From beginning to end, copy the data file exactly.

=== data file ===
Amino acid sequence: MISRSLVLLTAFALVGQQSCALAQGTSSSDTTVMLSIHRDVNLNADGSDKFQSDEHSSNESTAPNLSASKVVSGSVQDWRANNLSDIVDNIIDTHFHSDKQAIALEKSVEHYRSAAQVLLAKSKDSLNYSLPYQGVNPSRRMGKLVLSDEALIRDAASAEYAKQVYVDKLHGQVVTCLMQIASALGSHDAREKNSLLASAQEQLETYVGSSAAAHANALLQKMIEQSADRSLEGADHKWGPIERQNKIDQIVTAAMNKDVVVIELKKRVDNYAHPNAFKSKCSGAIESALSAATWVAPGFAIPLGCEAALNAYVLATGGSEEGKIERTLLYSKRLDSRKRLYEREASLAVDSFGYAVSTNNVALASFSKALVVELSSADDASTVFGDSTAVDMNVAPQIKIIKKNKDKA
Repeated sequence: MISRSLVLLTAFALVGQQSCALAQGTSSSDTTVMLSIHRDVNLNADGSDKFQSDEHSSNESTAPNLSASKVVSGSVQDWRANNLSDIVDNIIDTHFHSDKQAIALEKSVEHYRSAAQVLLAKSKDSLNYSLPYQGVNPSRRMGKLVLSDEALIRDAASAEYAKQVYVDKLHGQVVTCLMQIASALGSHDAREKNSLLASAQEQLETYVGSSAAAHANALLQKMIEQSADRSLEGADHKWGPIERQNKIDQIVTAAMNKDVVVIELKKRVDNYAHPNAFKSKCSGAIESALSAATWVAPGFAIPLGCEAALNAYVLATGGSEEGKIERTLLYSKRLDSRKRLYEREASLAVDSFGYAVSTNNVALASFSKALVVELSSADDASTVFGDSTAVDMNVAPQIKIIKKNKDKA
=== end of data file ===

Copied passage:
Amino acid sequence: MISRSLVLLTAFALVGQQSCALAQGTSSSDTTVMLSIHRDVNLNADGSDKFQSDEHSSNESTAPNLSASKVVSGSVQDWRANNLSDIVDNIIDTHFHSDKQAIALEKSVEHYRSAAQVLLAKSKDSLNYSLPYQGVNPSRRMGKLVLSDEALIRDAASAEYAKQVYVDKLHGQVVTCLMQIASALGSHDAREKNSLLASAQEQLETYVGSSAAAHANALLQKMIEQSADRSLEGADHKWGPIERQNKIDQIVTAAMNKDVVVIELKKRVDNYAHPNAFKSKCSGAIESALSAATWVAPGFAIPLGCEAALNAYVLATGGSEEGKIERTLLYSKRLDSRKRLYEREASLAVDSFGYAVSTNNVALASFSKALVVELSSADDASTVFGDSTAVDMNVAPQIKIIKKNKDKA
Repeated sequence: MISRSLVLLTAFALVGQQSCALAQGTSSSDTTVMLSIHRDVNLNADGSDKFQSDEHSSNESTAPNLSASKVVSGSVQDWRANNLSDIVDNIIDTHFHSDKQAIALEKSVEHYRSAAQVLLAKSKDSLNYSLPYQGVNPSRRMGKLVLSDEALIRDAASAEYAKQVYVDKLHGQVVTCLMQIASALGSHDAREKNSLLASAQEQLETYVGSSAAAHANALLQKMIEQSADRSLEGADHKWGPIERQNKIDQIVTAAMNKDVVVIELKKRVDNYAHPNAFKSKCSGAIESALSAATWVAPGFAIPLGCEAALNAYVLATGGSEEGKIERTLLYSKRLDSRKRLYEREASLAVDSFGYAVSTNNVALASFSKALVVELSSADDASTVFGDSTAVDMNVAPQIKIIKKNKDKA